Video: Solving Two-Variable Linear Equations with Complex Coefficients

If π‘Ž + 𝑏𝑖 = (βˆ’3 βˆ’ 5𝑖)/(βˆ’3 + 5𝑖), is it true that π‘ŽΒ² + 𝑏² = 1?

03:49

Video Transcript

If π‘Ž plus 𝑏𝑖 is equal to negative three minus five 𝑖 over negative three plus five 𝑖. Is it true that π‘Ž squared plus 𝑏 squared equals one?

We’ve been given an equation involving complex numbers. Remember, a complex number is of the form π‘Ž plus 𝑏𝑖. π‘Ž is known as the real component of the complex number. Whereas 𝑏 is known as its imaginary component. It’s quite clear that to be able to work out whether π‘Ž squared plus 𝑏 squared is equal to one, we need to work out what π‘Ž and 𝑏 are equal to. So what we’re going to do is we’re going to simplify the quotient. We’re going to divide negative three minus five 𝑖 by negative three plus five 𝑖.

So how do we divide complex numbers? Well, to divide complex numbers, we multiply both the numerator and denominator of the fraction by the complex conjugate of the denominator. Sometimes denoted 𝑧 star or 𝑧 bar, the complex conjugate of the number π‘Ž plus 𝑏𝑖 is π‘Ž minus 𝑏𝑖. Essentially, you change the sign of the imaginary part. The denominator of our fraction is negative three plus five 𝑖. Changing its sign, we find its complex conjugate to be equal to negative three minus five 𝑖. We’re therefore going to multiply both the numerator and denominator of this fraction by negative three minus five 𝑖.

Let’s begin with the numerator. We’ll do this in the little space on the right. Notice that this expression looks a lot like the product of two binomials. And in fact, we do treat it a little like one. We distribute the parentheses either using the FOIL method or the grid method. Let’s use the FOIL method. F stands for first. We multiply the first term in the first expression by the first term in the second. Negative three times negative three is nine. O stands for outer. We multiply the outer term in each expression. Negative three multiplied by negative five is positive 15. So get positive 15𝑖. Then I stands for inner. We multiply the inner terms. And when we do, we get one more 15𝑖. Finally, L stands for last. We multiply the last two terms. A negative multiplied by a negative is a positive. So we get 25𝑖 squared.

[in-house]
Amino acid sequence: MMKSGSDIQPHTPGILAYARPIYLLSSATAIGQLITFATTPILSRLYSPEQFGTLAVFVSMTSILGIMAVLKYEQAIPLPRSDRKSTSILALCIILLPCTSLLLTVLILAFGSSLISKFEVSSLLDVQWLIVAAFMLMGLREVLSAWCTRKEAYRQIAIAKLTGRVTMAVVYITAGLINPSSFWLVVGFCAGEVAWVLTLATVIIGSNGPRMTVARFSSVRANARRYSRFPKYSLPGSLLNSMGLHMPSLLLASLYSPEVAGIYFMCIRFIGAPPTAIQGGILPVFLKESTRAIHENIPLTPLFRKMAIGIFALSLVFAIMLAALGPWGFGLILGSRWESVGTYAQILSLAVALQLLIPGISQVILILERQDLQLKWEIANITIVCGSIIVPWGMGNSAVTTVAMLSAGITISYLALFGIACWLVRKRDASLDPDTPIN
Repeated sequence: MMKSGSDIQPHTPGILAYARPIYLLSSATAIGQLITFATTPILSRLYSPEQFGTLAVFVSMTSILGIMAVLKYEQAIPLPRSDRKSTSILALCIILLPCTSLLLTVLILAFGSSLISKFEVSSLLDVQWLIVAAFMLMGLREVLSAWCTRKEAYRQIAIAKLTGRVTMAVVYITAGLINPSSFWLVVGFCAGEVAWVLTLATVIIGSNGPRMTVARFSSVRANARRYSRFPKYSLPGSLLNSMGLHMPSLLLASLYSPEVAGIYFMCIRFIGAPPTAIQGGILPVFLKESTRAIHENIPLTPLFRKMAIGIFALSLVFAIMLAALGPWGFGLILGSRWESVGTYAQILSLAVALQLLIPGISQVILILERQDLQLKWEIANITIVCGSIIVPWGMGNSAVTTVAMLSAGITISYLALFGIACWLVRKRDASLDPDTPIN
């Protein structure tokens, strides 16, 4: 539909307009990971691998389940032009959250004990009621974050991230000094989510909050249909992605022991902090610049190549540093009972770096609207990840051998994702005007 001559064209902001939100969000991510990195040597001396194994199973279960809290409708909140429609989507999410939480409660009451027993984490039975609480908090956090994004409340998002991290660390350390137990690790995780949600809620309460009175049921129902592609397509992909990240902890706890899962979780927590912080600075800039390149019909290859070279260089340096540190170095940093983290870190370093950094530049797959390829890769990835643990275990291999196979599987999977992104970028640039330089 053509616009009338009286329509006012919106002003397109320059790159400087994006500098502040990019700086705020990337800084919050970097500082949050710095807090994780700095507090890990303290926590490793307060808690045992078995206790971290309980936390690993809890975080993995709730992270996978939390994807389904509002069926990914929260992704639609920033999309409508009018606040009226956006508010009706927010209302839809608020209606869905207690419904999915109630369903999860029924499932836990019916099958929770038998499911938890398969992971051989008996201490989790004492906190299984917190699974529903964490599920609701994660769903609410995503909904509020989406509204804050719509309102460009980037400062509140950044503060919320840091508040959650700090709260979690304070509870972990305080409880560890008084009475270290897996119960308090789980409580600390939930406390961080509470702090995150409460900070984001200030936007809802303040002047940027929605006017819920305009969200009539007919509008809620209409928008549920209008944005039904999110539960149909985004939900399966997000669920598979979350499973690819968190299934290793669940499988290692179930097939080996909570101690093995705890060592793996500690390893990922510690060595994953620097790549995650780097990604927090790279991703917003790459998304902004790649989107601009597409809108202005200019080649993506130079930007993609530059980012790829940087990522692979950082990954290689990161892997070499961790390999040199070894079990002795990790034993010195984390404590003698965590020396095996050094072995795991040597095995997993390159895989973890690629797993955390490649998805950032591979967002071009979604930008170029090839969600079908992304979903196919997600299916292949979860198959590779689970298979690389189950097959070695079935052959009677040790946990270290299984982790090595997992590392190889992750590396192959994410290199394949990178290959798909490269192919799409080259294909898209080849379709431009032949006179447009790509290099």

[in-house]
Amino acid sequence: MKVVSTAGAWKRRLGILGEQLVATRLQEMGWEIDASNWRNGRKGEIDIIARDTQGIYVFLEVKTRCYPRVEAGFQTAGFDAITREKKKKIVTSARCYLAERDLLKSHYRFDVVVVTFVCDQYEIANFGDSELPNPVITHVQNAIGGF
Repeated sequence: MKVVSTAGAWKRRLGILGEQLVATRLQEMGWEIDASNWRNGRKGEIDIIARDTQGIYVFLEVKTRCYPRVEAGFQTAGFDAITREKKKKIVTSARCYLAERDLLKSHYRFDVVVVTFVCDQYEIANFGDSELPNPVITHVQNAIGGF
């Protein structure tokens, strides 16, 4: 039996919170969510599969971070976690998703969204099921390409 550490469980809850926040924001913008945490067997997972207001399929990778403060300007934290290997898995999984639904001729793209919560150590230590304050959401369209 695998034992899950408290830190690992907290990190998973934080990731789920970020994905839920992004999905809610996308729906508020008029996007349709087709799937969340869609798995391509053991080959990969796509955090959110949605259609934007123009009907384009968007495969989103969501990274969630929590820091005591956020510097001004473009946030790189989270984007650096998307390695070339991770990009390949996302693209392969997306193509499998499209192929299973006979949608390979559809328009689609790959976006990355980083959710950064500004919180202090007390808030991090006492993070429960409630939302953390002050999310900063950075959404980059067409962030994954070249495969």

But remember, 𝑖 is the number which is the solution to the equation π‘₯ squared equals negative one. We can say that 𝑖 squared equals negative one. So the numerator becomes nine plus 15𝑖 plus 15𝑖 plus 25 times negative one. Well, that last term is of course just negative 25. And so we collect like terms. And we see that the numerator is equal to negative 16 plus 30𝑖.

So what about the denominator? We’ll use the same method to distribute our parentheses. And it should become clear quite quickly why we actually multiply the denominator by its complex conjugate. Remember, F stands for first. We get nine. We multiply the outer terms to get plus 15𝑖. Then, the inner terms to get minus 15𝑖. And finally, the last terms to get negative 25𝑖 squared. We can now see that 15𝑖 minus 15𝑖 is zero. And negative 25 times negative one is positive 25. So we’re going to calculate nine plus 25, which is 34. Okay, great! Our fraction becomes negative 16 plus 30𝑖 over 34.

By separating the real and imaginary part of our fraction and dividing each bit by 34, we find π‘Ž plus 𝑏𝑖 is equal to negative eight over 17 plus 15 over 17𝑖. π‘Ž is the real part of our complex number. So it must be equal to negative eight over 17. 𝑏 is the imaginary part. It’s the coefficient of 𝑖. So it’s 15 over 17. All that’s left is to substitute these two numbers into π‘Ž squared plus 𝑏 squared and see if we actually get one. That’s negative eight over 17 squared plus 15 over 17 squared. That gives us 64 over 289 plus 225 over 289, which is indeed equal to one.

So, yes, it is indeed true that π‘Ž squared plus 𝑏 squared equals one, in this case.

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